By sharing with the rest of the world the production of The Vagina Monologues with its spotlights serves to remind countries of their own status with sex crimes and violence against women, and cautions that if attitudes and laws don’t change, many countries, like Antigua and Barbuda could very well become like these other places, such as the Congo.

During this V-Day season, Eve Ensler toured with Dr. Denis Mukwege embarked on a five-city tour last month to make people more aware of what has been happening to women in the Congo. Dr. Mukwege stated in an interview with the New York Times, “Once they [the militia] have raped these women in such a public way ... sometimes maiming them, destroying their sexual organs – and with everybody watching – the women themselves are destroyed, or virtually destroyed. They are traumatised and humiliated on every level, physical and psychological. That’s the first consequence.”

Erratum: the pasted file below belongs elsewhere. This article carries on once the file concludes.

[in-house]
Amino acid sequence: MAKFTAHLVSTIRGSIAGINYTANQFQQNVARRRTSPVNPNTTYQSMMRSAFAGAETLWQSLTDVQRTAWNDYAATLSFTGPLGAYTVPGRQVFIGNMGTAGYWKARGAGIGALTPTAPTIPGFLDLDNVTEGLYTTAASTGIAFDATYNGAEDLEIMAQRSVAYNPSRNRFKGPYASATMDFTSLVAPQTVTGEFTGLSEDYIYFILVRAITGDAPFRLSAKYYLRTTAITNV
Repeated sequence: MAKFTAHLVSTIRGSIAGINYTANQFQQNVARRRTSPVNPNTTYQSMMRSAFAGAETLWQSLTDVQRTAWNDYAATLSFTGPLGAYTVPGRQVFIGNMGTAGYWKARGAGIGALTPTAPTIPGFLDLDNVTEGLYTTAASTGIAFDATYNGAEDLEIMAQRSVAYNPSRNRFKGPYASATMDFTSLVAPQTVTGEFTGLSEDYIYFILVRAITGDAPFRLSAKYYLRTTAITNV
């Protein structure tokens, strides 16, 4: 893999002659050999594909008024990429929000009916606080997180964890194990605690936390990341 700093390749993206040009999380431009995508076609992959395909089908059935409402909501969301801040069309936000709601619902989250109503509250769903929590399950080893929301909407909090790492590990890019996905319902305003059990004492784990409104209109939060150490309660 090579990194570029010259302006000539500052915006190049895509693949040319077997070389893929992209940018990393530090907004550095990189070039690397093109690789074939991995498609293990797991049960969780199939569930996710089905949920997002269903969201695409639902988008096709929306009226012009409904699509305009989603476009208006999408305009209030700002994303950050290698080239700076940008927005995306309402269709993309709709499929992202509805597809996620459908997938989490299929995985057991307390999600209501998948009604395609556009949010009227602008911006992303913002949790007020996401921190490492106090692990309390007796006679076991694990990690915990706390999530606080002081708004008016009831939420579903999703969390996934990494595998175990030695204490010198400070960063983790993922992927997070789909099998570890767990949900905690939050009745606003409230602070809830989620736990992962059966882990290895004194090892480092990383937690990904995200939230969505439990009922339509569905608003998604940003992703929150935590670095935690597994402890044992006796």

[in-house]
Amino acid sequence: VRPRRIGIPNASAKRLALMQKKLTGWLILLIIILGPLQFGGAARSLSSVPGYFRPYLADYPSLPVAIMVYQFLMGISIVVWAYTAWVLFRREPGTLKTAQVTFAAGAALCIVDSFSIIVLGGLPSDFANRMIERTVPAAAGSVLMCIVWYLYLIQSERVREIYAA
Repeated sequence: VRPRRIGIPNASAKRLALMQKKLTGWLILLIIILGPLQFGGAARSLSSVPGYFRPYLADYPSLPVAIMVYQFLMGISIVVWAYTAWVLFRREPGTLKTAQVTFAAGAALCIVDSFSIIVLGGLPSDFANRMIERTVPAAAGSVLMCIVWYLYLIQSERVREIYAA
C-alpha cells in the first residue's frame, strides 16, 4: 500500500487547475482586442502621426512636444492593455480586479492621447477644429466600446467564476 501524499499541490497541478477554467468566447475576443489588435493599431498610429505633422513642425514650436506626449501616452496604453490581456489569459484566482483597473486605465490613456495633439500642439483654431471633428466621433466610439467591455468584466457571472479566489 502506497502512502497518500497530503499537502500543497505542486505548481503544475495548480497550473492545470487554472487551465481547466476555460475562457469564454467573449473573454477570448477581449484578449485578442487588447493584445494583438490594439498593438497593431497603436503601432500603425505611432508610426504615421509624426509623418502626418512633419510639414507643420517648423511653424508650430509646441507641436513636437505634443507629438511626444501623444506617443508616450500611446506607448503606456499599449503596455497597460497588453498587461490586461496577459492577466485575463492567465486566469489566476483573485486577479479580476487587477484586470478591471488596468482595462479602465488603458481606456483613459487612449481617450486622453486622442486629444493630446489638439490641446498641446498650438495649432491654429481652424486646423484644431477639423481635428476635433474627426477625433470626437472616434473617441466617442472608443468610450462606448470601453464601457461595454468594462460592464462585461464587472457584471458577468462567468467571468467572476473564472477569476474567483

Winner of the 2008 UN Human Rights Prize and founder of the Panzi Hospital in the Congo, Dr. Mukwege continued to explain in the interview that “the second consequence is that the whole family and the entire neighbourhood is traumatised by what they have seen. The ordinary sense of family and community is lost after a man has been forced to watch his wife being raped, or parents are forced to watch the rape of their daughters, or children see their mothers being raped.”

Sounds familiar? Just last year we’d read of the serial rapist raping a woman in front of her young children.

We continue to think that these tales of sexual violence are so foreign to our shores. In essence, it is the numbers that may be foreign, for the moment. But should attitudes toward women and children and sexual crimes continue, it won’t be long before the Congo’s reality becomes Wadadli’s reality.